Thyroid Supplements: Support for the Thyroid
Nature’s Sunshine has several thyroid supplements that provide quality dietary sources of iodine and help to build and support your thyroid gland.
Thyroid Support provides raw glandular extracts, amino acids, vitamins, minerals, and enzymes, along with kelp and nettles, to nourish the thyroid gland and enhance the actions of thyroid hormones to support a healthy metabolism.
Kelp provides iodine and trace minerals to help maintain energy, support metabolism and for glandular support. Each capsule provides 757 mcg of iodine.
Dulse is a type of red seaweed that grows on rocks at the low tide line in the North Atlantic and Northwest Pacific oceans where currents are strong and the bottom is clean. It provides 500 mcg of iodine in ½ teaspoon
7-Keto stimulates thyroid production and supports weight management goals. Supplementing with 7-Keto may increase the production of thyroid hormone T-3, and is especially useful when trying to lower the body’s weight set point.
Low Thyroid Functioning
When the thyroid gland doesn’t make enough hormones to meet the body’s needs, metabolism is reduced. In general, about 5-10 pounds of extra body fat can be attributed to a sluggish thyroid, even more depending on the severity of hypothyroidism.
Two hormones are made by the thyroid: T3 (thyroid 3) and T4 (the more active hormone made from T3.) When it comes to weight management, these are the hormones that affect body temperature and metabolism. Oftentimes hypothyroidism develops slowly so many don’t realize the symptoms. Common symptoms of low thyroid functioning include:
- a puffy face
- cold intolerance
- joint and muscle pain
- dry skin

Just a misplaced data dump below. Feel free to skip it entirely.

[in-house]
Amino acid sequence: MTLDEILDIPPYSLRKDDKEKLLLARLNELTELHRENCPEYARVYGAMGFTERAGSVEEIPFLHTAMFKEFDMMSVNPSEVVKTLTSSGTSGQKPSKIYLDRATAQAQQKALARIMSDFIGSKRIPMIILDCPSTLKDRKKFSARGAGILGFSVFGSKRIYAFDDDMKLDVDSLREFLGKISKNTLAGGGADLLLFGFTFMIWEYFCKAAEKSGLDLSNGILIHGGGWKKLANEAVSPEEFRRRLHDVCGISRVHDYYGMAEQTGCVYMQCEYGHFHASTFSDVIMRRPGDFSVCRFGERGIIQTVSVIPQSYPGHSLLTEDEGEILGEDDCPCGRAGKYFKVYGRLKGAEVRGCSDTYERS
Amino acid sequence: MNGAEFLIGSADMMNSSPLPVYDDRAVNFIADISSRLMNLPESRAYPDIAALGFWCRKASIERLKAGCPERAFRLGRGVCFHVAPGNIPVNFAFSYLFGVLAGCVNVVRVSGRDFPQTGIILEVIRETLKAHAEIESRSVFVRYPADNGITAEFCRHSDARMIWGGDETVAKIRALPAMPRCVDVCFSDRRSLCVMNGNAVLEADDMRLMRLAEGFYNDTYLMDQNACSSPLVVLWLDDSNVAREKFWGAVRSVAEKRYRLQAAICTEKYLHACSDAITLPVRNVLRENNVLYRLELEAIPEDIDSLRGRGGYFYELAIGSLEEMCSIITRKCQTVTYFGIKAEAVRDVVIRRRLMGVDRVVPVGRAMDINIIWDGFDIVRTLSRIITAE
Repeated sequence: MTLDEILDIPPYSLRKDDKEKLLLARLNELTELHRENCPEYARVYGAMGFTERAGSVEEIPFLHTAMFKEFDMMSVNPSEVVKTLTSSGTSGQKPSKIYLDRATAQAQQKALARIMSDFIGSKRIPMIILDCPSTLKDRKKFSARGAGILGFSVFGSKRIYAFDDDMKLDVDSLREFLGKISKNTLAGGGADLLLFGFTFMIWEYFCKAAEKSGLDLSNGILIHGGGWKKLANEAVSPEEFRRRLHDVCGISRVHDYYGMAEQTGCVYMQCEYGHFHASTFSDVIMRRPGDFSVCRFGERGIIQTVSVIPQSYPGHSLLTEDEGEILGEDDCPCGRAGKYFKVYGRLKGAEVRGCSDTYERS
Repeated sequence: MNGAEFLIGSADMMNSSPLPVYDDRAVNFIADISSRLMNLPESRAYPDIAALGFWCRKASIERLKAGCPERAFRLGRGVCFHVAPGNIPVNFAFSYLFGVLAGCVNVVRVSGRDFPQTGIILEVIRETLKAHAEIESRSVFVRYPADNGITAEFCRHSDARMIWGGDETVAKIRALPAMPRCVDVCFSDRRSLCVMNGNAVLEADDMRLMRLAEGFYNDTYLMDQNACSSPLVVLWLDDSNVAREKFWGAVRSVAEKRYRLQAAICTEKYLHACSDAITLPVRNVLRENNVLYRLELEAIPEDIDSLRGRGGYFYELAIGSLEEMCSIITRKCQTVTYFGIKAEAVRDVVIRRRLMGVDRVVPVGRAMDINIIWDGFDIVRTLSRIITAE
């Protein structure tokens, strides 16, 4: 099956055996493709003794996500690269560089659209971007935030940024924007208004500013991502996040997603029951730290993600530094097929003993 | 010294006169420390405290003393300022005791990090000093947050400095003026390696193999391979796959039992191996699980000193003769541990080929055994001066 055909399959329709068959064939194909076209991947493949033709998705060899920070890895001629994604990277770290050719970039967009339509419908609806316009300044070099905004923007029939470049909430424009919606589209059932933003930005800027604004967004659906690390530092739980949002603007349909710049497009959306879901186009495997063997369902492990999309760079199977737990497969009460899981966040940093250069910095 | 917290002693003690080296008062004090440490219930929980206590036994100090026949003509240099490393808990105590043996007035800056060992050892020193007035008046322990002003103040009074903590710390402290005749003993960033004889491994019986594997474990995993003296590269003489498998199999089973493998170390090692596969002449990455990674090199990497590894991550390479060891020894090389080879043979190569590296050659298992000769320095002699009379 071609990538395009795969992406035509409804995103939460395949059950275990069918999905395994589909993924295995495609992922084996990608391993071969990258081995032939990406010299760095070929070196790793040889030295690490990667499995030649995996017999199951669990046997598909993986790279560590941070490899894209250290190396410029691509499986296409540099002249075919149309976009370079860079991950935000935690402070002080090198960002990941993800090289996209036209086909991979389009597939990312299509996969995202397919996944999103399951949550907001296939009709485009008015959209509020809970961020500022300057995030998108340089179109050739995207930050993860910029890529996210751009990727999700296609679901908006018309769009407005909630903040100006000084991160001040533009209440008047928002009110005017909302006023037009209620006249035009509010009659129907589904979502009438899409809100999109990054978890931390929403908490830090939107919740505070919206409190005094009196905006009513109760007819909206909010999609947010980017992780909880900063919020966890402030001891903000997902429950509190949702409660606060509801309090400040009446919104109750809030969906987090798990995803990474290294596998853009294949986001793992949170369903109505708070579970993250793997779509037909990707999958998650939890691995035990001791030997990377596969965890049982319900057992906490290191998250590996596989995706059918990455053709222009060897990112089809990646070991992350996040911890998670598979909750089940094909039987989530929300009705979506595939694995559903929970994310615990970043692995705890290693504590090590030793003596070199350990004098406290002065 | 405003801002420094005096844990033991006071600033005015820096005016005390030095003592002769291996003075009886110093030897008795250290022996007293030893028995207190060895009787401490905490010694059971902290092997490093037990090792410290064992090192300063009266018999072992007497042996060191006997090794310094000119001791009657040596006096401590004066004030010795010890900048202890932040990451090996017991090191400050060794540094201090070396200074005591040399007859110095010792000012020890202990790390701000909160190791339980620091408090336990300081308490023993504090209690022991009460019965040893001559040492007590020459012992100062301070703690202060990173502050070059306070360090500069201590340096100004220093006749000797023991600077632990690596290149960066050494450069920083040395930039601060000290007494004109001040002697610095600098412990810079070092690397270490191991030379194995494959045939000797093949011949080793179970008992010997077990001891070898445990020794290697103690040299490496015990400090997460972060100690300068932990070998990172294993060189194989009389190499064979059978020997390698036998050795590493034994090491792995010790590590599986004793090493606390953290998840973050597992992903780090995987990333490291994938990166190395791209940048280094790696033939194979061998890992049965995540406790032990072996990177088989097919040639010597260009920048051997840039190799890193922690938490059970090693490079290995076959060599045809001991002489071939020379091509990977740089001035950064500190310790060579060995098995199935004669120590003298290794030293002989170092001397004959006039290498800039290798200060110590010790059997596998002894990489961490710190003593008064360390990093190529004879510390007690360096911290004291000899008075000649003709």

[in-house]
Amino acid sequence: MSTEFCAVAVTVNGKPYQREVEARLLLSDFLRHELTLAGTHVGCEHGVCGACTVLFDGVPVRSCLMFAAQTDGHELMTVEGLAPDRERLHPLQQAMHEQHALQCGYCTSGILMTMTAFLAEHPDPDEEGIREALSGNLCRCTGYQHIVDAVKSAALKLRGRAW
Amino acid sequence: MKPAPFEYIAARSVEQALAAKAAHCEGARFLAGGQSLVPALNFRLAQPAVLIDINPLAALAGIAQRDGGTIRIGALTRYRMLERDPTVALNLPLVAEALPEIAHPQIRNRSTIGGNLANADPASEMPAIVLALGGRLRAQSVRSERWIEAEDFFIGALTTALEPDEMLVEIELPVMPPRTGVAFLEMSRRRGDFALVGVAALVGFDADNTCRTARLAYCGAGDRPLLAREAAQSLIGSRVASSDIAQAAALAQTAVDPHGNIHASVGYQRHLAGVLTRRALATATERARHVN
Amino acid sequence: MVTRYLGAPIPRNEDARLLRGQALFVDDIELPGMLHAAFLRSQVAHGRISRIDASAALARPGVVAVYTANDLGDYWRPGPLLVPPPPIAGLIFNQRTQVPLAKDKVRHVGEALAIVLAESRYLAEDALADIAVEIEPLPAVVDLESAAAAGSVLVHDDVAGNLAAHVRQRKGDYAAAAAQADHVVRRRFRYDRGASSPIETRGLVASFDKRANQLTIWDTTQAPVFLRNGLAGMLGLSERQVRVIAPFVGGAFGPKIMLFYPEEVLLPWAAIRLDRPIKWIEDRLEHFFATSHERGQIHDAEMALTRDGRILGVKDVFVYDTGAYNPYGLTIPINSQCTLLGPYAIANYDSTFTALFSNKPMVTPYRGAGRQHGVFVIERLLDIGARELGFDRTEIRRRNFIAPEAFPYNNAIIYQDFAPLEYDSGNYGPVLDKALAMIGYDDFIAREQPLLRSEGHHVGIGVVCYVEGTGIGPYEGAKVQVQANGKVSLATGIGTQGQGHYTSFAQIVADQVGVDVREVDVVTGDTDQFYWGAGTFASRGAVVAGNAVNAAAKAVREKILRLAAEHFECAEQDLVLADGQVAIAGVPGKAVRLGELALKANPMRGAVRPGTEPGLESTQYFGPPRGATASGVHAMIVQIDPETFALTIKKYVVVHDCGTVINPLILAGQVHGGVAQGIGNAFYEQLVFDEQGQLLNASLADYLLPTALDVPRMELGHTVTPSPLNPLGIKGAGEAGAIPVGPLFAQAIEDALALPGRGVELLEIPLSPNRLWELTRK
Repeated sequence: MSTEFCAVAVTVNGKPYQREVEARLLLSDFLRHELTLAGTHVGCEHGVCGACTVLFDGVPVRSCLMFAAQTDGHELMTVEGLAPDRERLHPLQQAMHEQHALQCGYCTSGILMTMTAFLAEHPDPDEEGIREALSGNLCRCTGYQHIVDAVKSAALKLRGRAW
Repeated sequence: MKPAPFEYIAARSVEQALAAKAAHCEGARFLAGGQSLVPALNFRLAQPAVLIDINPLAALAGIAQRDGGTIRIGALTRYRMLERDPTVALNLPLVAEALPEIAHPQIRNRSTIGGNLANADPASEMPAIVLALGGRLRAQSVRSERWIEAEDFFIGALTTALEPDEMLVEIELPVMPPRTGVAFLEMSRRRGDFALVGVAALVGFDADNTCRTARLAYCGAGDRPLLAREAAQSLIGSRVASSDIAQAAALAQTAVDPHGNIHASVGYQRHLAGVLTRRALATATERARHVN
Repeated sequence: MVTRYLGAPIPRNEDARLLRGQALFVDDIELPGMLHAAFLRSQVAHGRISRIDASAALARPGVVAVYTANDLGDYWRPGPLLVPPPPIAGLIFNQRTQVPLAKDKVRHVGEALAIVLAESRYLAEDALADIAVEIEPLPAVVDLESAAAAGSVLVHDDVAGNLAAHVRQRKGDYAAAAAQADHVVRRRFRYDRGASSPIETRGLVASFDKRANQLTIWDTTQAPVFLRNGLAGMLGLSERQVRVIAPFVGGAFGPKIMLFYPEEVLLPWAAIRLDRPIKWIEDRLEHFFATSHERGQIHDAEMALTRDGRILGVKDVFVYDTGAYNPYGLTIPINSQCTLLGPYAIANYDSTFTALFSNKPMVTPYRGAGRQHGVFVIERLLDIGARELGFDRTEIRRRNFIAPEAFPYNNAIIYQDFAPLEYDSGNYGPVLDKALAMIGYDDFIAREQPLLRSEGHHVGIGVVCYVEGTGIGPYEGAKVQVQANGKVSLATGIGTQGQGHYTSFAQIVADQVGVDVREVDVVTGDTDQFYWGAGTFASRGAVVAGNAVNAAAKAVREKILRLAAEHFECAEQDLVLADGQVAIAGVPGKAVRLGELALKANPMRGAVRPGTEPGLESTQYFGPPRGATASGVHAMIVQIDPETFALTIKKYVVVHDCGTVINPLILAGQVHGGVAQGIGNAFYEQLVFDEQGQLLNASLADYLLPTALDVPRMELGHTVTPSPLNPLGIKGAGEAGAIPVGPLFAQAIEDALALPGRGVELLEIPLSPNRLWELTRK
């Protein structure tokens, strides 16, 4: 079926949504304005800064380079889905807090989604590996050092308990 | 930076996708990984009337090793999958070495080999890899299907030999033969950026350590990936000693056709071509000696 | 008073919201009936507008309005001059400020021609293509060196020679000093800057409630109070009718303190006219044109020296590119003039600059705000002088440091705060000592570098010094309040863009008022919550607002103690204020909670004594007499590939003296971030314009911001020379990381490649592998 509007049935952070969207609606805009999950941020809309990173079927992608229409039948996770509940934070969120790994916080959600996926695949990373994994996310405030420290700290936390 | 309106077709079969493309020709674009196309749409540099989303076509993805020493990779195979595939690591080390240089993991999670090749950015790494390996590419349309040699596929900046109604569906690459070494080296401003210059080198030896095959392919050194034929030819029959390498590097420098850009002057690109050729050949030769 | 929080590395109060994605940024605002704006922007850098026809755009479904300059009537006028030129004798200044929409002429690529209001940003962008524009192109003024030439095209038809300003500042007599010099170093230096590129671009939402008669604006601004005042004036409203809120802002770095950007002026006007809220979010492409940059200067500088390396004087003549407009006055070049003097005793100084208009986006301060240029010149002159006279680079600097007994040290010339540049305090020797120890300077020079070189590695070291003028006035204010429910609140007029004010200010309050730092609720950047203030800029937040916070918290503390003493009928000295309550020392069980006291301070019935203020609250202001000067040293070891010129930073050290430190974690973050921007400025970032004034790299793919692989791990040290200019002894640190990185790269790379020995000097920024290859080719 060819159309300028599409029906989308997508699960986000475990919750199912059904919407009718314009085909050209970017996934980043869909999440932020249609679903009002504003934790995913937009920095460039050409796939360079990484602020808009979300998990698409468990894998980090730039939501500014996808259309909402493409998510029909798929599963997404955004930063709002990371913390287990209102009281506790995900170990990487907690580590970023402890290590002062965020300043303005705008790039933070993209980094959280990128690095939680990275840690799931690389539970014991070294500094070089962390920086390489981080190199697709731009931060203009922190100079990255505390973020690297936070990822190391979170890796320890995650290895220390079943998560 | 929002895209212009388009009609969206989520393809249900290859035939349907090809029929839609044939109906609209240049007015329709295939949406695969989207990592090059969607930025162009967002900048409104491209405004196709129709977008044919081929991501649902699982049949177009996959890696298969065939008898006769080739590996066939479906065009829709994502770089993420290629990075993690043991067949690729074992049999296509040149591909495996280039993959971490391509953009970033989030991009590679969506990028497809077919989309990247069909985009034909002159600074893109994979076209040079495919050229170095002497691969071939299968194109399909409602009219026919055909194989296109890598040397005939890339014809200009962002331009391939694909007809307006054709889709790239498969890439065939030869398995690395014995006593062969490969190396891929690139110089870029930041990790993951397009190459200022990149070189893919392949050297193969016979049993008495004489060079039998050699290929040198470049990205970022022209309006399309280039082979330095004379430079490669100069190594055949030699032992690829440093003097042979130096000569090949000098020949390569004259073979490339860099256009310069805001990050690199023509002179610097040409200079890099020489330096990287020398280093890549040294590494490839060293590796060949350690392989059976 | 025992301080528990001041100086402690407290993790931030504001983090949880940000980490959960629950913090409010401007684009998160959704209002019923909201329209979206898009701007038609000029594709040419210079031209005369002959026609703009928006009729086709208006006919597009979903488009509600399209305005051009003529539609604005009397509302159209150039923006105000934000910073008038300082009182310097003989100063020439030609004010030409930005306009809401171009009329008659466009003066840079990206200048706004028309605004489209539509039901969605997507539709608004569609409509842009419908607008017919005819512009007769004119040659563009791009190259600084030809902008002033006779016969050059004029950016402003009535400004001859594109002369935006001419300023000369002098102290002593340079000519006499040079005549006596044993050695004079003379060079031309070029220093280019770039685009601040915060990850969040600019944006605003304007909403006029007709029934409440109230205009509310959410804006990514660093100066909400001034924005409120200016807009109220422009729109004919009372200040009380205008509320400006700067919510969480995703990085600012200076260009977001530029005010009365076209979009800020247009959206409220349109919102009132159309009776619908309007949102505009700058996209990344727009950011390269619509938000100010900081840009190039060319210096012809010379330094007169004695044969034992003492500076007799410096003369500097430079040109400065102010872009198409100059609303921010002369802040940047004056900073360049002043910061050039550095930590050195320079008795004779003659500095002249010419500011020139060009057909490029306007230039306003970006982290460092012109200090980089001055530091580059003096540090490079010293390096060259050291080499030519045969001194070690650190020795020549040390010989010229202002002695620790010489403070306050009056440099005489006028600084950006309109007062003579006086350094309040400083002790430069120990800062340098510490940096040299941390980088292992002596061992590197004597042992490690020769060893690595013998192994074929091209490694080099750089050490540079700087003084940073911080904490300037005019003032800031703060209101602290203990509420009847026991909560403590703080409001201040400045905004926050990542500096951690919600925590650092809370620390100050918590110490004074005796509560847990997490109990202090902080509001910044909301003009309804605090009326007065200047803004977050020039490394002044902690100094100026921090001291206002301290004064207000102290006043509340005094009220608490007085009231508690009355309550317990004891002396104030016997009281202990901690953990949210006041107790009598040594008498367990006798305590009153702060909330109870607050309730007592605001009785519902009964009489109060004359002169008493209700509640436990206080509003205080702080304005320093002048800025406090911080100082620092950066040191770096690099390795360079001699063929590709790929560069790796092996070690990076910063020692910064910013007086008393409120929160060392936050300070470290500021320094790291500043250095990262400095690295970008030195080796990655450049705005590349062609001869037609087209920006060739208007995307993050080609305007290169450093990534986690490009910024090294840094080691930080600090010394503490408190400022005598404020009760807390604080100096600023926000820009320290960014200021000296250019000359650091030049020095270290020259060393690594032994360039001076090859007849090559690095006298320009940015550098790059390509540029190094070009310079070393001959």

- dry, thinning hair
- decreased sweating
- heavy or irregular menstrual periods and impaired fertility
- slowed heart rate
- elevated cholesterol
- hoarse voice
- problems with concentration
- weight gain
The most common cause of low thyroid functioning is too little iodine in the diet. The iodine content of food is dependent on the iodine content of the soil. Oceans hold the greatest content of the world’s iodine and for it to be deposited into the soil ocean water must evaporate into the atmosphere by sunlight and then enter the soil through rain. Areas of iodine deficiency tend to be located inland and at higher altitudes.
Therefore, the best dietary sources of iodine include seafood, algae, and seaweed. The average Japanese diet contains significant levels of dietary iodine from 5200 to 13,000 mcg, with ½ of that derived from kombu alone. The average American diet contains only approximately 167 mcg of iodine.
Foods With Iodine
See the chart below from the National Institutes of Health to determine how many iodine foods do you consume daily:
Approximate Micrograms (mcg) per serving
|Seaweed, whole or sheet, 1 g||16 – 2984|
|Cod, baked, 3 ounces||99|
|Yogurt, plain, low-fat, 1 cup||75|
|Iodized salt, 1.5 g (approx 1/4 t)||71|
|Milk, reduced fat, 1 cup||56|
|Fish sticks, 3 ounces||54|
|Fruit cocktail in heavy syrup, canned, 1/2 cup||42|
|Shrimp, 3 ounces||35|
|Macaroni, enriched, boiled, 1 cup||27|
|Egg, 1 large||24|
|Tuna, canned in oil, drained, 3 ounces||17|
|Prunes, dired, 5 single||13|
|Cheddar cheese, 1 ounce||12|
|Raisin Bran cereal, 1 cup||11|
|Apple juice, 1 cup||7|
|Green peas, frozen, boiled, 1/2 cup||3|
|Banana, 1 medium||3|